Medical Malpractice Claims and Mitigation Strategies Following Spine Surgery

Keith L. Jackson, Jacob Carl Lewis Rumley, Matthew Griffith, Timothy R. Linkous, Uzondu Agochukwu, John DeVine

Research output: Contribution to journalReview articlepeer-review

5 Scopus citations


Study Design: Narrative review. Objective: The aim of this narrative review is to examine trends in malpractice litigation arising from spine surgery. We also hope to detail mitigation strategies that surgeons can employ to decrease their risk of a claim. Methods: A review of the relevant literature examining the prevalence, risks, and outcomes of malpractice litigation following spine surgery was conducted using the MEDLINE and Embase databases. Results: Combined queries identified 1140 potentially relevant articles. After eliminating duplicate articles and screening by title and abstract, 38 articles underwent full-text review. Of these, 22 were deemed relevant to the research questions posed. Evaluation of references identified 1 additional relevant article. Spine surgery represents one of the most litigious specialties in the United States health care system. The available literature points to a consistent pattern of common allegations leading to litigation following spine surgery. While a majority of filed lawsuits end in the surgeon’s favor, these cases carry high monetary and time expenditures regardless of outcome. Furthermore, the threat of a malpractice lawsuit motivates many surgeons to practice defensive medicine by utilizing unnecessary or unindicated tests and studies. Conclusion: Through the examination of trends in malpractice claims and case outcomes, surgeons may be able to adapt practices to minimize their risk of litigation. These changes can include, but are not limited to, identification of those procedures that are most litigious and a more thorough discussion of the informed consent process to include operative and nonoperative treatments prior to all procedures. More important, however, spine surgeons can potentially serve as advocates for change.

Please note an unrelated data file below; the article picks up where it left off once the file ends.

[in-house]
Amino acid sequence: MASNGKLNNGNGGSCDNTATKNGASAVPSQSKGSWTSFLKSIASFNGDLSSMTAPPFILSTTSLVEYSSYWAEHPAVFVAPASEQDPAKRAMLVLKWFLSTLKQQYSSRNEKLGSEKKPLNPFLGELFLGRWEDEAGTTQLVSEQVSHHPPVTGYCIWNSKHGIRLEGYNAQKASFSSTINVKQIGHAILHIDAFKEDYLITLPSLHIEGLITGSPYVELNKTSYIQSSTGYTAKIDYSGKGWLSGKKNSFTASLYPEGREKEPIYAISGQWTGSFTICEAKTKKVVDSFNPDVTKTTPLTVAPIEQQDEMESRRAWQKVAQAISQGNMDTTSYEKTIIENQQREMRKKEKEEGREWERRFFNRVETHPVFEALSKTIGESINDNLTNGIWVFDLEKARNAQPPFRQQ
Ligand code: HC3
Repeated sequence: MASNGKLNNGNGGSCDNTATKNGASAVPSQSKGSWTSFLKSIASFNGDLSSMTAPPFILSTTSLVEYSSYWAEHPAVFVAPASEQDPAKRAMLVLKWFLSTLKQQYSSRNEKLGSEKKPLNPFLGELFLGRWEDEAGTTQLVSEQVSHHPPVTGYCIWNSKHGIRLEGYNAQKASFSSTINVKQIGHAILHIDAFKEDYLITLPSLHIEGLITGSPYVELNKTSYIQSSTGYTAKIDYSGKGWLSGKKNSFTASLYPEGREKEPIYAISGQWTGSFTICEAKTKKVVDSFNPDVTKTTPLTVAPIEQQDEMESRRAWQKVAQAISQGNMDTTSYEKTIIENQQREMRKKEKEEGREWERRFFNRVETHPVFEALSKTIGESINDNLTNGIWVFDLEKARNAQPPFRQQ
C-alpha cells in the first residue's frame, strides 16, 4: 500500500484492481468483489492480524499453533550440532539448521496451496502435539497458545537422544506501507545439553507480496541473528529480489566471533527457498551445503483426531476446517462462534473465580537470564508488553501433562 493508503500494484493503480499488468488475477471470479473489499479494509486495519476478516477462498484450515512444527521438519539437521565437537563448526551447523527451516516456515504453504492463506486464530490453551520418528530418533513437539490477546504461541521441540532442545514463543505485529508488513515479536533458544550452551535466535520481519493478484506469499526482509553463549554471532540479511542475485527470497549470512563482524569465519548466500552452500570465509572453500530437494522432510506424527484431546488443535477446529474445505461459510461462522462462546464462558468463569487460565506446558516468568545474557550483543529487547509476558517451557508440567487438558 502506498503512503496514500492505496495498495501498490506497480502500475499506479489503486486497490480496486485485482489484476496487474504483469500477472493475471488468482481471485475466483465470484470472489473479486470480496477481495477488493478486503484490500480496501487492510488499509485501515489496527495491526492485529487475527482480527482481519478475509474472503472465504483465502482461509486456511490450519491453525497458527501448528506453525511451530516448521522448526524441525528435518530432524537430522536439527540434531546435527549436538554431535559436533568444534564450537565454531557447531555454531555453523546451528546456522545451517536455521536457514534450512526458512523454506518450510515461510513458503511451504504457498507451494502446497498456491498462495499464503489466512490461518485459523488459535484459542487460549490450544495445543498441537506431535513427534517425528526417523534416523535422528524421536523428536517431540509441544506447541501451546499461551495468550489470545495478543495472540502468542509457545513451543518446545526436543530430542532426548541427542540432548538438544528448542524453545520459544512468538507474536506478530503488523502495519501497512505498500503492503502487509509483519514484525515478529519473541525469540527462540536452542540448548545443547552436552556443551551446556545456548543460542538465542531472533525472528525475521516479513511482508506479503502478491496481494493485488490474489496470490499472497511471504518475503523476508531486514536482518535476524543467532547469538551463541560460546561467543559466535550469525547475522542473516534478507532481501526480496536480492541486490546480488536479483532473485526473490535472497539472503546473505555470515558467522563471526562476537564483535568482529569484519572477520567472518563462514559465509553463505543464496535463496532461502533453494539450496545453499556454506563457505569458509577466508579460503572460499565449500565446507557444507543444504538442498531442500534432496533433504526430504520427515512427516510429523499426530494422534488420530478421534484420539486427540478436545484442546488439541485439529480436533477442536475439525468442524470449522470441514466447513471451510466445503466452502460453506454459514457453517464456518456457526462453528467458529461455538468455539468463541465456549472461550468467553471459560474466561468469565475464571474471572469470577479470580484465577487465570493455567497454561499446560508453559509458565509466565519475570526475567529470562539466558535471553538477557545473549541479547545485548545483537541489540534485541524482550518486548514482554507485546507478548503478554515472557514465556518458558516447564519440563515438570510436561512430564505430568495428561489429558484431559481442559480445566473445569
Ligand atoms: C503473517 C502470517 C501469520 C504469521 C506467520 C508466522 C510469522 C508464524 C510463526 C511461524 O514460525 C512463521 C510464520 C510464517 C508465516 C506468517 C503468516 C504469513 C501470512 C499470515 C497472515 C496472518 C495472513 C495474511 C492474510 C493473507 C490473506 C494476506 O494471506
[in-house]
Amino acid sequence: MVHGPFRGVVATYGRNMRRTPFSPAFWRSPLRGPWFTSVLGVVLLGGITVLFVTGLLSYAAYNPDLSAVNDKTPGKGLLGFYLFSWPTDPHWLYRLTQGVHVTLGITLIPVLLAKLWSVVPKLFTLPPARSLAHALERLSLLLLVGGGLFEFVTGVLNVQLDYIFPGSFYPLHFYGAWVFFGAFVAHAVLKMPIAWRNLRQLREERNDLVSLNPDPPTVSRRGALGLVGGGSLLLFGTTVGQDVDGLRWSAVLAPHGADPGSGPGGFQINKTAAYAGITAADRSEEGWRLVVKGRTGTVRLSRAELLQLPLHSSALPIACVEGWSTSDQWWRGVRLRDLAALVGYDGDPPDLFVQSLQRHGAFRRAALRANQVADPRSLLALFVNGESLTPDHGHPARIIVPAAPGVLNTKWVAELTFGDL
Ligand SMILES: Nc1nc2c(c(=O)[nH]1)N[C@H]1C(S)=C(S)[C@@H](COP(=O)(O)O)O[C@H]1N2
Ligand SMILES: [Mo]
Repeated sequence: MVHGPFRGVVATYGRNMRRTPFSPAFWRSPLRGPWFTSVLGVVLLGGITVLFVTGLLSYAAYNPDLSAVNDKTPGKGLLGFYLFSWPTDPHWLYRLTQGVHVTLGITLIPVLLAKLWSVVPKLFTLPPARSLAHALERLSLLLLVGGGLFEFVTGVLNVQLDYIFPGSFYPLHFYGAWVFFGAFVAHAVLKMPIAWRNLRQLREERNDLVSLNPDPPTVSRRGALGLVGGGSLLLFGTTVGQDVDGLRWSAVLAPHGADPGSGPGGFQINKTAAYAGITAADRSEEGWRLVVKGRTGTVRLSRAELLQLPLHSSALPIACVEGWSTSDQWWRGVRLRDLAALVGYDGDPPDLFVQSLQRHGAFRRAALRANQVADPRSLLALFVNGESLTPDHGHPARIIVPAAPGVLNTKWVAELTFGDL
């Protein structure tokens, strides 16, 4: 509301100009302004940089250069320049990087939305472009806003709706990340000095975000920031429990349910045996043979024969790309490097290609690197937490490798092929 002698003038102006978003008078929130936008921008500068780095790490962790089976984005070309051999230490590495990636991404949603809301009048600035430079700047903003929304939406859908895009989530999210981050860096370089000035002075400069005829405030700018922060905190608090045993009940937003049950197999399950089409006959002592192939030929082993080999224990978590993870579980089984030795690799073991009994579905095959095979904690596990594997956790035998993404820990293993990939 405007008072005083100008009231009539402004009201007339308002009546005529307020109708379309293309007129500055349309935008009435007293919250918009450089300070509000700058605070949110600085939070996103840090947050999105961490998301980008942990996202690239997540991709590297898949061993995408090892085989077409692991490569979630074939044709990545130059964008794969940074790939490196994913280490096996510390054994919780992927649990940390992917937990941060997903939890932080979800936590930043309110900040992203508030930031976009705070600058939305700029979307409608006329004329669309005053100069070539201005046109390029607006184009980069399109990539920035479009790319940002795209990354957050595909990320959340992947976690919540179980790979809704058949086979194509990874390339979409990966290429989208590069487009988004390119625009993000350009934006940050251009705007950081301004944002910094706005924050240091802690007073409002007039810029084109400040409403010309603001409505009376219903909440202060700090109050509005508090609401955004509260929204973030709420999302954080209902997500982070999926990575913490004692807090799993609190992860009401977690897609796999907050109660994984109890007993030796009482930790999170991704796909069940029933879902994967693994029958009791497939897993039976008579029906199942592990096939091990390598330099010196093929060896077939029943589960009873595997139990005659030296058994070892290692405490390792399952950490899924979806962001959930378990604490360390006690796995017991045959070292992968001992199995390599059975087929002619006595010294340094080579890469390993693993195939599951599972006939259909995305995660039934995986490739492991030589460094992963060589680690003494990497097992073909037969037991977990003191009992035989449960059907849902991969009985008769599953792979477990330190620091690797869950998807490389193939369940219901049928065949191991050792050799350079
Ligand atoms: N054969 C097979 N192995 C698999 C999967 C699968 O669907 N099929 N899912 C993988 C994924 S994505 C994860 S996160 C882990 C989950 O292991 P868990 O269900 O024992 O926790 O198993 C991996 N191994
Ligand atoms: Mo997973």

Original languageEnglish (US)
Pages (from-to)782-791
Number of pages10
JournalGlobal Spine Journal
Issue number5
StatePublished - Jun 2021


  • litigation
  • malpractice
  • medicolegal
  • spine surgery

ASJC Scopus subject areas

  • Surgery
  • Orthopedics and Sports Medicine
  • Clinical Neurology


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